The winning pumpkin at the Elk Grove Giant Pumpkin Festival this year wasn’t big and round, but wide and flat, leading judges to nickname it “The Flying Saucer.”
As a forklift lowered the massive pumpkin onto the scale at Elk Grove Regional Park on Saturday, audiences looked on from rows of hay bales in anticipation, wondering if it would beat the last monster vegetable, which weighed in at 1,584 pounds. Grower Tim Mathison watched the scale as its digits climbed, eventually landing at an astounding 1,806 pounds.
Why do we do it? I don’t know; it’s ridiculous. But the festival brings everybody together to learn about the tradition of giant vegetable growing, which is a very old sport … and it’s a lot of fun.
Rob Globus, two-time past winner of the competition
Mathison, of Napa, was one of about 50 big pumpkin growers to haul their heaviest crops to the annual weigh-in, where $35,000 in prize money is distributed to top placers. The contestants arrived from all over Northern California to present their harvests, but no one came close to beating the current national record for heaviest pumpkin – 2,154 pounds.
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The giant pumpkin competition is part of a two-day event, which draws about 40,000 people each year. The weigh-in is the centerpiece of the outdoor event, but carnival rides, a pumpkin pie eating contest, a pumpkin-boat regatta and dozens of kids’ activities also contribute to the festive mood. This year’s theme was superheroes.
“We look forward to this festival all year,” said John Phair of Elk Grove, whose son Jack, 6, helped him grow a 182-pound pumpkin for the contest. “Farming with me helps him learn science, and also patience.”
Most of the pumpkins entered in Saturday’s contest were grown in about 90 days, sometimes growing as fast as 30 pounds per day, said Brian Myers, chairman of the California Pumpkin Growers Association. There were about half as many pumpkins entered this year than in previous years, largely due to what farmers said were overly hot and suboptimal growing conditions.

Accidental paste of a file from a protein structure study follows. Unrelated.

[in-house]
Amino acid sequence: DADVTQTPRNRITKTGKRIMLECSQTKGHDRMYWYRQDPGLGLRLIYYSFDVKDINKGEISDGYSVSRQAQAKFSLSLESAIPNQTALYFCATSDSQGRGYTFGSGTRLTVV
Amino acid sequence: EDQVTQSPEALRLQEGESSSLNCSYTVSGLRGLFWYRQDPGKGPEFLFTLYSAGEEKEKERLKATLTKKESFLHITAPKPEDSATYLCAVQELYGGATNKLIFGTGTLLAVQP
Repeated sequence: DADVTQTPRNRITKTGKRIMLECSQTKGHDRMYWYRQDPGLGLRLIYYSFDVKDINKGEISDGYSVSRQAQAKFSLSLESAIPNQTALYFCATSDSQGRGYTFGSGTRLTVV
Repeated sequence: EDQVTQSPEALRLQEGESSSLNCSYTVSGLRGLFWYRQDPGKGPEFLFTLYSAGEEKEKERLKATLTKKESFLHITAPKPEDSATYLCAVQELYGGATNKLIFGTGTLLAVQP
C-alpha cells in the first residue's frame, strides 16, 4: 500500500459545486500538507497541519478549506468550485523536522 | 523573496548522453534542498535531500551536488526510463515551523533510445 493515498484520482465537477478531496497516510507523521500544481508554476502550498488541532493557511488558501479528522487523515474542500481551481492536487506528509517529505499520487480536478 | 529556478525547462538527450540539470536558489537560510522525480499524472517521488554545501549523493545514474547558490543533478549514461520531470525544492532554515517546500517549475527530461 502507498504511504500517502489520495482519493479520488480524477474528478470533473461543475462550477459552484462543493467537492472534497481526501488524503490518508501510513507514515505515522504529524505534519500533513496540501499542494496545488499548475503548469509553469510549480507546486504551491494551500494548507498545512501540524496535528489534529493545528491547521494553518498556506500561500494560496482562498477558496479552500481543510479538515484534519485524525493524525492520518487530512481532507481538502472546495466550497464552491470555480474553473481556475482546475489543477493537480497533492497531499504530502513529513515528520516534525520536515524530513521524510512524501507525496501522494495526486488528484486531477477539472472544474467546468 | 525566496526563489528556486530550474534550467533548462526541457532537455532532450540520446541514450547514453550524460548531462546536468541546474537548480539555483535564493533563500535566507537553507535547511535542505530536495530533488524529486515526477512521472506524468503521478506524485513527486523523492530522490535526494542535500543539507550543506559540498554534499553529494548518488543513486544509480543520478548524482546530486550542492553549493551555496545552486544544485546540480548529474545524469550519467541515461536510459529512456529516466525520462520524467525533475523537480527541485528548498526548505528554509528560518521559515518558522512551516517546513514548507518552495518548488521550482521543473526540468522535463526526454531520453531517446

Most farmers did not harvest their giant pumpkins until last night, hoping to gain as much weight as possible. It’s a trick of timing, though – a pumpkin left on the stalk too long may start to wilt.
Once on site, pumpkins were sorted into approximate size categories and forklifted to the scale in small-to-large order. A moving crew fitted each pumpkin with leveraging straps so judges could examine the entries for cracks and holes that might disqualify them.
Growing the biggest pumpkin takes a lot of time and a bit of creativity, said Rob Globus, two-time past winner of the competition. On his plot in Walnut Grove, Globus grows six to seven oversized pumpkins at a time – a job he said takes about 55 hours per week. While the prize money and the bragging rights are nice payoffs, he said most of the big pumpkin enthusiasts just grow for the joy of it.
“Why do we do it? I don’t know; it’s ridiculous,” he said. “But the festival brings everybody together to learn about the tradition of giant vegetable growing, which is a very old sport … and it’s a lot of fun.”
For 14-year-old Audrey Warren, the competition is more than just an outing, it’s a way to practice what she hopes will be her future trade. Audrey, of Auburn, has been entering the Future Farmers competition – a subset of the giant pumpkin weigh-in – since she was 3 years old, and took the top prize this year with an 825-pound pumpkin.
She hopes eventually to go to school for horticulture, she said. Working on giant pumpkins has already given her a taste of real-world farming.
“The planting is so meticulous – it’s got to be pointing in the right direction, at the right depth, with the right supplements,” she said. “It’s like a baby – it’s a lot of work.”
Mathison, who took home more than $12,000 for his winning pumpkin, said the most important part of Saturday’s event was sharing it with daughter Tara, 28, who uses a wheelchair and has a neurodevelopmental disorder called Rett syndrome. She was with him almost every night as he tended to his patch, he said.
He purchased the unique seed from which he grew the pumpkin from the Make-a-Wish Foundation, a charity that arranges joyful experiences for children with life-threatening conditions.
“She knows what it’s all about,” he said. “It makes her really happy.”
Elk Grove Giant Pumpkin Festival
Where: Elk Grove Regional Park, 9950 Elk Grove Florin Road, Elk Grove
When: 10 a.m. to 5 p.m. through Sunday